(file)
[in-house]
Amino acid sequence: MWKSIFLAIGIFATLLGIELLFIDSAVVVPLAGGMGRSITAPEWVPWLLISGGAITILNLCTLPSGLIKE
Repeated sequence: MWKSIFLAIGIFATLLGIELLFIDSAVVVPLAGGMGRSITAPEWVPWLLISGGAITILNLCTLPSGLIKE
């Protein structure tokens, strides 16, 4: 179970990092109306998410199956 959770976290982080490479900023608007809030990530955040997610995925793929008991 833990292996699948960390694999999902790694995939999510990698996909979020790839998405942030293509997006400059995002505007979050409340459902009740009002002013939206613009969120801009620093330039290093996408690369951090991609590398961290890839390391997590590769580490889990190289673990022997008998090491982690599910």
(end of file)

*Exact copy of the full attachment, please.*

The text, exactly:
[in-house]
Amino acid sequence: MWKSIFLAIGIFATLLGIELLFIDSAVVVPLAGGMGRSITAPEWVPWLLISGGAITILNLCTLPSGLIKE
Repeated sequence: MWKSIFLAIGIFATLLGIELLFIDSAVVVPLAGGMGRSITAPEWVPWLLISGGAITILNLCTLPSGLIKE
């Protein structure tokens, strides 16, 4: 179970990092109306998410199956 959770976290982080490479900023608007809030990530955040997610995925793929008991 833990292996699948960390694999999902790694995939999510990698996909979020790839998405942030293509997006400059995002505007979050409340459902009740009002002013939206613009969120801009620093330039290093996408690369951090991609590398961290890839390391997590590769580490889990190289673990022997008998090491982690599910």